A Huffington Post blog post by Lisa Haisha has sparked some discussion about monogamy and marriage. Lisa writes that seeing as recent studies show that 41 percent of spouses admit to infidelity (either physical or emotional) maybe we should ask, “Are we really supposed to be with just one person our whole life?” And if not, do we really have to get re-married five times? Are there other ways to view and do a marriage that will guarantee its success?
Just make it what you want it?
Lisa would like us to consider letting marriage evolve so that both partners simply agree on what their marriage will be: monogamous or not. She argues that this so called freedom to self define marriage is the “surest way to ensure a happy and healthy relationship.” But I’m not sure that it is.
What Lisa fails to grasp is the complexity of human psychology. The simple fact is that most of us can’t clearly define what we want. And often what we think we want is not what we need.
I’m sure you can remember times in your past you did what you thought you wanted, only to have it blow up in your face. Often it’s clear enough that your friends will be warning you of the pending disaster. (Like not being able to see you’re with the wrong guy)
Sometimes we need to trust that we don’t always know what’s best for us. And what may be best for us is not always easy. Monogamy in marriage may be difficult, sure. But the good in marriage can’t be reached just by adjusting the boundaries. (For the soccer inclined of you, have you ever tried moving out a goal post in a game of backyard soccer? How’d that go?)
Good stuff = Hard stuff
Most good things require effort and sacrifice. Just ask Mark Spitz who won 7 gold medals and set 7 new world records in the 1972 Olympics. But I’d suggest that marriage is a much higher good than a bunch of gold medals or sports records. So it shouldn’t really be a surprise that a happy, fulfilling marriage is hard work. Even really hard work.
And over the course of marriage feelings will change. Desire for your spouse will fluctuate. But if you can work through this, what you’ve got is something precious. There’s no greater teacher of sacrifice and love than marriage. The lessons are not always easy – and can be painful – but the results are magnificent!
What can I actually do about it?
Firstly, you need to believe a long, happy, monogamous marriage is actually possible.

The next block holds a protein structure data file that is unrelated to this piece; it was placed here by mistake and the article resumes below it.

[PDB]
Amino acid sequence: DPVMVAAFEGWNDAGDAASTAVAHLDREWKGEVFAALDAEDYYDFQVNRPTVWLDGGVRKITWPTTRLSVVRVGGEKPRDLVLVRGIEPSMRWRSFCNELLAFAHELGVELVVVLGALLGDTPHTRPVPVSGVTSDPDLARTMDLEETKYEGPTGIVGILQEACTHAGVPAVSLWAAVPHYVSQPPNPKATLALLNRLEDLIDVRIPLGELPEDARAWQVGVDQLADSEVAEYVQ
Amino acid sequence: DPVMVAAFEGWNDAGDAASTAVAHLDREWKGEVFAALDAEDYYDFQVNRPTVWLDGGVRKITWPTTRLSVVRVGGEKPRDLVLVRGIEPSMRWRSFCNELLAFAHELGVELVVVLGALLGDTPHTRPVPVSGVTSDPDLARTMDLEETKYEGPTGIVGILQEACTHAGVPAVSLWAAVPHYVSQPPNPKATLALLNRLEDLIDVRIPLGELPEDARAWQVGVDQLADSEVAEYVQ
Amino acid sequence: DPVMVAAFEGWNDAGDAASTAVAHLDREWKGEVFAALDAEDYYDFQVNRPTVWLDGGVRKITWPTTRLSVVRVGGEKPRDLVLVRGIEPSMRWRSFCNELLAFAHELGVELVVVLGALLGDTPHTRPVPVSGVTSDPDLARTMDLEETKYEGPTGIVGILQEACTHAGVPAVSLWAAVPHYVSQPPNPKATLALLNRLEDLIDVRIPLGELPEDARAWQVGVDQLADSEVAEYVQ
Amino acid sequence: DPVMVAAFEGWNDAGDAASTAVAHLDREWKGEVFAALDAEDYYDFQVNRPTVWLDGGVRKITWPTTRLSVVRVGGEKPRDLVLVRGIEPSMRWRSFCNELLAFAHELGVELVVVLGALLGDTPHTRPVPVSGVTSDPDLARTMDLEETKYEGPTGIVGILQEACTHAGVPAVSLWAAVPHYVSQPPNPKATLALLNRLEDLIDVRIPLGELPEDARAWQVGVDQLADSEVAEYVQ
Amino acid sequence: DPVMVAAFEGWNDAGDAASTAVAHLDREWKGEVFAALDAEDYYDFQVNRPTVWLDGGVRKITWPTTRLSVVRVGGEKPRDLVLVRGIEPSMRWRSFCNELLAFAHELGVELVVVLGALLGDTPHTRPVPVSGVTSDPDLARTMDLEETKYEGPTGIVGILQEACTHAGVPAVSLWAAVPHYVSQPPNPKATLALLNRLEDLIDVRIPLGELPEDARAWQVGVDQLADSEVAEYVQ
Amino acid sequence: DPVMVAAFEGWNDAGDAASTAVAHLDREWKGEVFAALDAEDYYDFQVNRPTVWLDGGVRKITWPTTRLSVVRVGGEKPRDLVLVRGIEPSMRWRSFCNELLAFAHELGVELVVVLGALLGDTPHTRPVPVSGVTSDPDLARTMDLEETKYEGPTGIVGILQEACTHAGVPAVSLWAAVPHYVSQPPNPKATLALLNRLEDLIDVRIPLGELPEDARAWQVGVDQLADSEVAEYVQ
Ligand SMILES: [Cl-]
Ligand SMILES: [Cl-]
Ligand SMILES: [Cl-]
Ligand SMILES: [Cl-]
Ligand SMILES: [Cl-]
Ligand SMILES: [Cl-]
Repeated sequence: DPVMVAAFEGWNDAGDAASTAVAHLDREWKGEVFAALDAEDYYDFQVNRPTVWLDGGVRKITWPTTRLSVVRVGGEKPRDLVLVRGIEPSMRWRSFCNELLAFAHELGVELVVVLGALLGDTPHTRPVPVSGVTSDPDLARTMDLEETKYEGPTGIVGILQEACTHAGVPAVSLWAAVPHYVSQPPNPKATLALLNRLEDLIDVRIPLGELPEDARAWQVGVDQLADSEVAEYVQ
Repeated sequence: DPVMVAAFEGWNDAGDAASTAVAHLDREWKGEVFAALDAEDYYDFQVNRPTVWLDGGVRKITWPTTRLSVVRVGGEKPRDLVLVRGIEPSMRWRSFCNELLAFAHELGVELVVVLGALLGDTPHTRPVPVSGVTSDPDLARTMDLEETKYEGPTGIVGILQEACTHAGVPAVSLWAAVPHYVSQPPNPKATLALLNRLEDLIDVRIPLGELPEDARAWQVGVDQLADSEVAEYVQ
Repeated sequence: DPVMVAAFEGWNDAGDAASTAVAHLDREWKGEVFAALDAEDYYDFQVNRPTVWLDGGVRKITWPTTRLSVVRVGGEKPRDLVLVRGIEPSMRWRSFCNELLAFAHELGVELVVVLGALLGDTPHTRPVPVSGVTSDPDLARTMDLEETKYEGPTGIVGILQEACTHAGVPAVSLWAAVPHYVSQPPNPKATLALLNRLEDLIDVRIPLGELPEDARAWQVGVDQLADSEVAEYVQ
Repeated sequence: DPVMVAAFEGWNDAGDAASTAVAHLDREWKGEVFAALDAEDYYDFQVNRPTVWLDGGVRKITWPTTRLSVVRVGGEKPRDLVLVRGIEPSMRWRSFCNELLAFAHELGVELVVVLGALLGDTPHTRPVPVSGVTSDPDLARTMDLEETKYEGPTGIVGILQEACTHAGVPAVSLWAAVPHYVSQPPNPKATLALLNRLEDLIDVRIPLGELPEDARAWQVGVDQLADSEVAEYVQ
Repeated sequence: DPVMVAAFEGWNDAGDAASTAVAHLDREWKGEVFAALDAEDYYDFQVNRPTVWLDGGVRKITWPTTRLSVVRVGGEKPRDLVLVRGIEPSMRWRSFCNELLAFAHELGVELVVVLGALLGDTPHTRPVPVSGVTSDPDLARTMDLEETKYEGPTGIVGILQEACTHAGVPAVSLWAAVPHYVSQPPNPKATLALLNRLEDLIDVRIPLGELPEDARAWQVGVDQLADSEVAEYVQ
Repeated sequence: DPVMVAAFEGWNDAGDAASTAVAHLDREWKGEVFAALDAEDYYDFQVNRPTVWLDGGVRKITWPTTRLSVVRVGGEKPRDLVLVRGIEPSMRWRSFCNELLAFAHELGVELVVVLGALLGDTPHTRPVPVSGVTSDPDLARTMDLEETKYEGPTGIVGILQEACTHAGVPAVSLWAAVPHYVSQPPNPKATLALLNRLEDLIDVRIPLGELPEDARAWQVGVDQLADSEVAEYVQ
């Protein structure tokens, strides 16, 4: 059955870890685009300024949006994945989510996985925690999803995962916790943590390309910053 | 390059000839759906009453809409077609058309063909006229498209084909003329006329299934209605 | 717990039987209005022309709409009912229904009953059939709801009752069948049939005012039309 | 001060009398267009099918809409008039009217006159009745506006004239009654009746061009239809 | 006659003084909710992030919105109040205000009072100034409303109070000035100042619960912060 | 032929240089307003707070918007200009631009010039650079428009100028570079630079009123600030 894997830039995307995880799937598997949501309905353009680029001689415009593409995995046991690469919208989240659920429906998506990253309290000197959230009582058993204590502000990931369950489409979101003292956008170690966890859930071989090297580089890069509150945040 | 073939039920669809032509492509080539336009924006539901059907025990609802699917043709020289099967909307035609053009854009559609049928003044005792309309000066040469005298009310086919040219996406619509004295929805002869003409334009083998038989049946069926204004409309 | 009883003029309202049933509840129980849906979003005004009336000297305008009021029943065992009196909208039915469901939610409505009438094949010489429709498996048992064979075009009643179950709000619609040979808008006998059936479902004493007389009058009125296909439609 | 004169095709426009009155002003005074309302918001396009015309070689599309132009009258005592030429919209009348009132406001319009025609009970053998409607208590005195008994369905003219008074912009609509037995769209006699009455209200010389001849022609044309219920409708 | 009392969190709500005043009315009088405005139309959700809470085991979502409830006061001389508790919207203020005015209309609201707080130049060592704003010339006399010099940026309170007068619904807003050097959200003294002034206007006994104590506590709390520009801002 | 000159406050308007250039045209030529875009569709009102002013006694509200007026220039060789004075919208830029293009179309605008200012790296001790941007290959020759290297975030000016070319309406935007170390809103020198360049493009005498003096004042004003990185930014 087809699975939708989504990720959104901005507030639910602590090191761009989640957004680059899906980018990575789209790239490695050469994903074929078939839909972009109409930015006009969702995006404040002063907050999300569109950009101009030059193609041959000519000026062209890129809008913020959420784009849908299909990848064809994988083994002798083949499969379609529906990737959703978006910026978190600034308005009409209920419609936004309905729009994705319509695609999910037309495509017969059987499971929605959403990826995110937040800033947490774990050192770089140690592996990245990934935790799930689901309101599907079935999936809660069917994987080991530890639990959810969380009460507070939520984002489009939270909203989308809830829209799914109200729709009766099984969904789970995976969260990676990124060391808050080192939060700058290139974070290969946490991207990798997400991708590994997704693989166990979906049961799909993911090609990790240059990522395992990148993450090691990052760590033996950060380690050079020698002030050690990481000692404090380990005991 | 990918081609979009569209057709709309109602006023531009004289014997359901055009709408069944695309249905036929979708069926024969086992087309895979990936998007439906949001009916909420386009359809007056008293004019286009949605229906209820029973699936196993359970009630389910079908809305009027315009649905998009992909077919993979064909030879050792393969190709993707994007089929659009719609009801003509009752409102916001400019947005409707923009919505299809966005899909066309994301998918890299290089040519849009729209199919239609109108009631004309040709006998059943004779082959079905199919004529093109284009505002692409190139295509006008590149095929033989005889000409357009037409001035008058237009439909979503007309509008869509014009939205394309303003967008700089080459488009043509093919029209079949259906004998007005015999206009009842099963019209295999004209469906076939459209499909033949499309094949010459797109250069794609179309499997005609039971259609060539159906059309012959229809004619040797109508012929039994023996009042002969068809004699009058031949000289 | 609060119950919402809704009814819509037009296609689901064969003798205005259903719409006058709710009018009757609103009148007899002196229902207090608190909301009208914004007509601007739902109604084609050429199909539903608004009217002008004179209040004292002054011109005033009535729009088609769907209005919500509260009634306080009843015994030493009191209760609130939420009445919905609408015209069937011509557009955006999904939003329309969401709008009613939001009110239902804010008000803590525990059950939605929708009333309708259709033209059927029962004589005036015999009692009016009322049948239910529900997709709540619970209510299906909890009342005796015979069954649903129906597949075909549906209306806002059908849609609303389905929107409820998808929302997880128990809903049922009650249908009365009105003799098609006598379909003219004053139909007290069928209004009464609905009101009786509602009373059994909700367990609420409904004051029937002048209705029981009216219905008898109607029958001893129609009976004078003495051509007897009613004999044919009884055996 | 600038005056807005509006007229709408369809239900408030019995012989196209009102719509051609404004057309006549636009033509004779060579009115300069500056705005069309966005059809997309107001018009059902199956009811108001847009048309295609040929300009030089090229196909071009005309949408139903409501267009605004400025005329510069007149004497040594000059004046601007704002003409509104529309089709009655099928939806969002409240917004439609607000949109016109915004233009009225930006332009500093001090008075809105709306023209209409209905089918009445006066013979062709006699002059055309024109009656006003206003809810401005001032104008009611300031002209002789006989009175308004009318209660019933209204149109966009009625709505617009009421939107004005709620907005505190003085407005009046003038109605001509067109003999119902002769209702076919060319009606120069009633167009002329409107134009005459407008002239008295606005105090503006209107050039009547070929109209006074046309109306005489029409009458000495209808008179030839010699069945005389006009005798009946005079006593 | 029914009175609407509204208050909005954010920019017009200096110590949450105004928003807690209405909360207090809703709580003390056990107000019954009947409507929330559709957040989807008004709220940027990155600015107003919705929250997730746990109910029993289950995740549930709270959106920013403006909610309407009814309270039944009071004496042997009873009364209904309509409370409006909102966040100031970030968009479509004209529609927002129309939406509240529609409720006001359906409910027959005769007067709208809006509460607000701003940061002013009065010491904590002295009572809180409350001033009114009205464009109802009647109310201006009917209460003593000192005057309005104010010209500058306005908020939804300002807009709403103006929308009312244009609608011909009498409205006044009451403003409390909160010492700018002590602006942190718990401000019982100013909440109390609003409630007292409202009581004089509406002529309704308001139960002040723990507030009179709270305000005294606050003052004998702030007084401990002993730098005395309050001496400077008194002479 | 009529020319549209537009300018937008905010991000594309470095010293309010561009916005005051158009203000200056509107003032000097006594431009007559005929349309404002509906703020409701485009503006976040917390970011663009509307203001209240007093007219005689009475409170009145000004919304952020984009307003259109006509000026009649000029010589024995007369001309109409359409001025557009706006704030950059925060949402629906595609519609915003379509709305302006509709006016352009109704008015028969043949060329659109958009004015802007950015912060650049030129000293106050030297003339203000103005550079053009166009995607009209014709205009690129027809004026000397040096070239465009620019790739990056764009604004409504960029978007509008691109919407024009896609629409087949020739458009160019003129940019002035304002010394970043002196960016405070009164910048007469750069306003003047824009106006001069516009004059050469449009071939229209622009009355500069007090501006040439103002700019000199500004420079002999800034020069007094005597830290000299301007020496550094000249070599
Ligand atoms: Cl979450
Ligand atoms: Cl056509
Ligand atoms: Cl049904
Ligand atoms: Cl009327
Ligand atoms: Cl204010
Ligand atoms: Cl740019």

Lisa argues that long, happy, monogamous marriages are few and far between. That may be true but it also depends where you’re looking (let’s keep in mind here Lisa is a Hollywood life coach).
I’m lucky enough to be surrounded by many examples of just such marriages, proving to me that they are possible. Perhaps it’s time we looked to see what these couples are doing to make it work, rather then looking at all the couples who couldn’t make it work and deciding we need to redefine the boundaries so we don’t stuff up.
There are so many books written on the topic of successful marriage, and it’s not possible to cover the area in a blog post.
Engaged or want to be?
But I can recommend one way to start off on the right foot. If you’re engaged or thinking about getting engaged do a really good marriage preparation course – like SmartLoving Engaged. Not only are these courses fun, but what you’ll learn can literally make the difference between making it and breaking it.
If you’re already married or it’s been 5 years since you did any marriage preparation, experts recommend doing something to boost and enrich your marriage. You could do this on your own or, perhaps even better, go to a weekend away such as SmartLoving Marriage.
If you’re engaged or married, decide this week what it is you’ll do to make your married future great! And if you’re single, pick something hard to start doing this week that will get you in the habit of doing hard things to make good things happen in future relationships.
Question: What have you seen in a happy old married couple that you reckon is a reason they’re still happy together? You can comment by clicking here.